Baylor

Baylor comes from an English surname with several possible meanings: either a variant spelling of Bailor, which comes from a legal term meaning "one who delivers goods", referring to someone who transferred property to another person (bailee) for safekeeping, from Old French bailler (to deliver, hand over) ultimately derived from Latin bāiulus (one who bears a burden; porter, carrier); it could … Continue reading Baylor

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Henry

Henry comes from Germanic given name Heimirich meaning "home ruler" from Germanic elements heim (home) and ric (power, rule). It's also a surname derived form the given name. Origin: Ancient Germanic Variants: Heimirich (Ancient Germanic) Heinrich (Ancient Germanic, German) Henricus (Dutch, Latinized Ancient Germanic) Henrik (Swedish, Norwegian, Danish, German, Hungarian, Slovene, Croatian, Armenian) Endika (Basque) Enric (Catalan) Jindřich (Czech) Herry (Medieval … Continue reading Henry

Hannibal

Hannibal is the name of a famous Carthaginian general who is considered one of the greatest military generals in history and caused the Ancient Romans great fear. His name comes from Phoenician haan (grace) combined with the name Ba'al meaning "grace of Ba'al", Ba'al being the name of the chief god of the Phoenician pantheon which means "lord, husband". Hannibal … Continue reading Hannibal

Lyndon

Lyndon comes from an English surname meaning "lime tree hill" or "flax hill" from Old English elements lind (lime tree) derived from Proto-Germanic *linþaz (flexible, supple, mild), or lin (flax) and dun (hill). It was originally used as a topographical name for someone who lived near lime trees. Origin: Old English, Proto-Germanic Variants: Lindon (English) Linden (English)  

Herman

Herman is a male name made up of Germanic elements hari (army) and man (man) meaning "army man". It's also a surname derived from the given name. Origin: Germanic Variants: Hermann (German) Hermanus (Dutch, Ancient Germanic) Hariman (Ancient Germanic) Hermanni (Finnish) Armand (French) Ármann (Icelandic) Armando (Italian, Spanish, Portuguese) Ermanno (Italian) German (Russian)  

Warren

Warren comes from an English surname with a few possible origins: it could be derived from Norman French warrene meaning "animal enclosure" or "game park" possibly originating from Gaulish *varenna (enclosed area) from *varros (stick, post); it may also refer to someone who lived near a game park; it may be derived from a town called La Varenne in Normandy, France; … Continue reading Warren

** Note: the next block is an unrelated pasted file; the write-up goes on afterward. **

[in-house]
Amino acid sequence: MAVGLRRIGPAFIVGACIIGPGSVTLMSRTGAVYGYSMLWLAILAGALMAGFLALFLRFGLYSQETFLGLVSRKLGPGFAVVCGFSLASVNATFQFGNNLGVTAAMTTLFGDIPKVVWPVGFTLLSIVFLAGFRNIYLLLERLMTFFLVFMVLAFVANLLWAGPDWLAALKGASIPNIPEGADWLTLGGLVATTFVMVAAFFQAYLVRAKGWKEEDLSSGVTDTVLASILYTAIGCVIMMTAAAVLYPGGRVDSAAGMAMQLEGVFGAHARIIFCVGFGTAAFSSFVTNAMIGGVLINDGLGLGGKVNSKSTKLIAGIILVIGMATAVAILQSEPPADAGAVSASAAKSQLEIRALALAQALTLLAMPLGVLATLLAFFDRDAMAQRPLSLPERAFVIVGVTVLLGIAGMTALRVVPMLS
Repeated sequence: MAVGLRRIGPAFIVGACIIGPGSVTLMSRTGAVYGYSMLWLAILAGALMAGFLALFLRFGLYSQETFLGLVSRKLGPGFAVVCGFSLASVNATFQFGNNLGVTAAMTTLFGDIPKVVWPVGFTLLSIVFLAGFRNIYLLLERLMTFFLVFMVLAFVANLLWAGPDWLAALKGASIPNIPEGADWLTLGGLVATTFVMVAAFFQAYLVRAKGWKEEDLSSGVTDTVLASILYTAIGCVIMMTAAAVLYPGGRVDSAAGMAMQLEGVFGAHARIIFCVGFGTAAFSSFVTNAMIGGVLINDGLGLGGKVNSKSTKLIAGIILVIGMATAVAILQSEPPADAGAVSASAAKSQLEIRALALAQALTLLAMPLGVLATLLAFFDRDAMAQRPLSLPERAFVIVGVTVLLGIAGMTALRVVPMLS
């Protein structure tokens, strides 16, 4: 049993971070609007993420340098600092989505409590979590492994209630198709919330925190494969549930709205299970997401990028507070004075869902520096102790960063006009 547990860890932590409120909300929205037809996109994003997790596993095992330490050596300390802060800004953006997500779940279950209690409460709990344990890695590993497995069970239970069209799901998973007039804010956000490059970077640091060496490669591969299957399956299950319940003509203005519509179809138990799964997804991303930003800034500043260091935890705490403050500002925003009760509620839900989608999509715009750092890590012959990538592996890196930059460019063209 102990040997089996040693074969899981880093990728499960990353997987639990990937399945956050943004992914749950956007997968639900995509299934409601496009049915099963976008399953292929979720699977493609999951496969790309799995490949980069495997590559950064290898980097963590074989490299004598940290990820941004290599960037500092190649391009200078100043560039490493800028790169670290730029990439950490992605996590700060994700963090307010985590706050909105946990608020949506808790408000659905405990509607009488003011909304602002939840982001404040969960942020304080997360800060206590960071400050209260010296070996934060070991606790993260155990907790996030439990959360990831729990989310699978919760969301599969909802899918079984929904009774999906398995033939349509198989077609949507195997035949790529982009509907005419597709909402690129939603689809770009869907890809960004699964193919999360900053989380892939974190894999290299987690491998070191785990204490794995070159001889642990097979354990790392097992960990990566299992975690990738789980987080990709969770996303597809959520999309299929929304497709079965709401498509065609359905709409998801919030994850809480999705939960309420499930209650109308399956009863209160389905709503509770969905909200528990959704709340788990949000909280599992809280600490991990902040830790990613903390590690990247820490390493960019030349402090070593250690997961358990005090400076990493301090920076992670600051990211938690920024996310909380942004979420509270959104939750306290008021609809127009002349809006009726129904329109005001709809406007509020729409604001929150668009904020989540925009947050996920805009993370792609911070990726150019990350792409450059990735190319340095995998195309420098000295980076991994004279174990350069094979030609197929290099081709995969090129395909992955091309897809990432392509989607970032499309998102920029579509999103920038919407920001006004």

Parker

Parker comes from an English surname, an occupational name for someone who was a gamekeeper, meaning "keeper of the park" or "park keeper". It comes from Proto-Germanic *parrukaz (enclosure, fence). Origin: Proto-Germanic  

Caroline

Caroline is the French form of Carolina, the feminine form of Carolus which is the Latin form of Charles, derived from Germanic Karl from Proto-Germanic *karilaz meaning "free man", used to refer to men who were not thralls or servants but who still lived at the bottom of society so it connotes the idea of a free man. Nicknames: Carrie Origin: Proto-Germanic   Variants: … Continue reading Caroline

Elendora

Elendora seems to be a unique name. There wasn't much information I could find out about it, though if I had to take a guess it could be a combination of Eleanor and Dora;  Eleanor is the Od French form of Occitan Aliénor which could possibly mean "the other Aenor" derived from Latin alia meaning “another” derived Proto-Indo-European *h₂élyos (beyond, other) from the root … Continue reading Elendora

Runa

Runa has several possible meanings and etymologies such as: it is the Scandinavian feminine form of Rune, derived from Old Norse rún meaning "secret lore" which comes from Proto-Germanic *rūnō (whisper, murmur). it's also a Latin word meaning "dart" or "javelin"; it's also a Latvian word meaning "speech, delivery, talk"; it's also a Quechua word meaning "man, person, … Continue reading Runa